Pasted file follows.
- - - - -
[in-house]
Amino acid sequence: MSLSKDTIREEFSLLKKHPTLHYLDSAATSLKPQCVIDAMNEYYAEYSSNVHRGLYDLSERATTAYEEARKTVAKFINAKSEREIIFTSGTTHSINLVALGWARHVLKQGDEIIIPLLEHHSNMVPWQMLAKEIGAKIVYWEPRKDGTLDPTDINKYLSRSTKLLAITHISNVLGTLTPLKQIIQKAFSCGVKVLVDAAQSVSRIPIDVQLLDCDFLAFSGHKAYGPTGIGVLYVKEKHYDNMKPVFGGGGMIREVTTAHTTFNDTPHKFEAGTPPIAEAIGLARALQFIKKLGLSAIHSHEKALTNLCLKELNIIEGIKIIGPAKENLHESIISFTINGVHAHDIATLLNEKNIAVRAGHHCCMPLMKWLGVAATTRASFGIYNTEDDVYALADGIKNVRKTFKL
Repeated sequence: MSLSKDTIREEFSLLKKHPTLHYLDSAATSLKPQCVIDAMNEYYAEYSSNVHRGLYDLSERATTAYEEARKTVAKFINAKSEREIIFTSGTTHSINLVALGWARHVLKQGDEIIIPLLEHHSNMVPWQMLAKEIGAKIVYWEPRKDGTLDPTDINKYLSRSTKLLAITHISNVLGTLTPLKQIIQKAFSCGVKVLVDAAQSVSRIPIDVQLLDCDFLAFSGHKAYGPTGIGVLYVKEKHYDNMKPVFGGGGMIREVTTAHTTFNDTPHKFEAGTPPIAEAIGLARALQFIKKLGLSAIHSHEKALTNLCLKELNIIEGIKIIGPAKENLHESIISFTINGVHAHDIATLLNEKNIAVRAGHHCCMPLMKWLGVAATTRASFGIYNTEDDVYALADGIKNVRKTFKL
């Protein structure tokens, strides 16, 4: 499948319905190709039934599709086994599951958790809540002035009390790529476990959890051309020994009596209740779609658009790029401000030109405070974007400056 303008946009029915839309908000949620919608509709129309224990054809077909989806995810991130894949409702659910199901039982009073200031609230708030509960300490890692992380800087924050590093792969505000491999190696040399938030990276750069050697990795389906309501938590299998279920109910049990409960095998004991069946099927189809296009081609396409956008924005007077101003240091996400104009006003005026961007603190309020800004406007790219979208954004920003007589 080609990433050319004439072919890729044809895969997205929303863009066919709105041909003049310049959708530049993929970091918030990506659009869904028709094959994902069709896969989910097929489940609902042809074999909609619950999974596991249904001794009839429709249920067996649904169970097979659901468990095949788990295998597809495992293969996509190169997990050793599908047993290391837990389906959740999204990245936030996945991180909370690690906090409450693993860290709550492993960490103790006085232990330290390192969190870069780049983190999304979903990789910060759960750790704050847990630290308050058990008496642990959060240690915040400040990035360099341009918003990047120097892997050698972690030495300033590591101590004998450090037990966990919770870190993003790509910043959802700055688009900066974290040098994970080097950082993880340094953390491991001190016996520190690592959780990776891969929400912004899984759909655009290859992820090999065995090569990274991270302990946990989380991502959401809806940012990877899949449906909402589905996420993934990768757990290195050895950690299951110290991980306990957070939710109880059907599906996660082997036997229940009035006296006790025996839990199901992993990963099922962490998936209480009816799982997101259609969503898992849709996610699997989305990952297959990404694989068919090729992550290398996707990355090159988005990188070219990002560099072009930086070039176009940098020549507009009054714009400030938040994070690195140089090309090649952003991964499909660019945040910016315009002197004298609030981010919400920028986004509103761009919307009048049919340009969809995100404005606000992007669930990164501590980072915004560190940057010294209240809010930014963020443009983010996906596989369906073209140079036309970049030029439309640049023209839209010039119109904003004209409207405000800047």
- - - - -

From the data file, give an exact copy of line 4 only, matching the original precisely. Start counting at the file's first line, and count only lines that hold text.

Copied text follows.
């Protein structure tokens, strides 16, 4: 499948319905190709039934599709086994599951958790809540002035009390790529476990959890051309020994009596209740779609658009790029401000030109405070974007400056 303008946009029915839309908000949620919608509709129309224990054809077909989806995810991130894949409702659910199901039982009073200031609230708030509960300490890692992380800087924050590093792969505000491999190696040399938030990276750069050697990795389906309501938590299998279920109910049990409960095998004991069946099927189809296009081609396409956008924005007077101003240091996400104009006003005026961007603190309020800004406007790219979208954004920003007589 080609990433050319004439072919890729044809895969997205929303863009066919709105041909003049310049959708530049993929970091918030990506659009869904028709094959994902069709896969989910097929489940609902042809074999909609619950999974596991249904001794009839429709249920067996649904169970097979659901468990095949788990295998597809495992293969996509190169997990050793599908047993290391837990389906959740999204990245936030996945991180909370690690906090409450693993860290709550492993960490103790006085232990330290390192969190870069780049983190999304979903990789910060759960750790704050847990630290308050058990008496642990959060240690915040400040990035360099341009918003990047120097892997050698972690030495300033590591101590004998450090037990966990919770870190993003790509910043959802700055688009900066974290040098994970080097950082993880340094953390491991001190016996520190690592959780990776891969929400912004899984759909655009290859992820090999065995090569990274991270302990946990989380991502959401809806940012990877899949449906909402589905996420993934990768757990290195050895950690299951110290991980306990957070939710109880059907599906996660082997036997229940009035006296006790025996839990199901992993990963099922962490998936209480009816799982997101259609969503898992849709996610699997989305990952297959990404694989068919090729992550290398996707990355090159988005990188070219990002560099072009930086070039176009940098020549507009009054714009400030938040994070690195140089090309090649952003991964499909660019945040910016315009002197004298609030981010919400920028986004509103761009919307009048049919340009969809995100404005606000992007669930990164501590980072915004560190940057010294209240809010930014963020443009983010996906596989369906073209140079036309970049030029439309640049023209839209010039119109904003004209409207405000800047």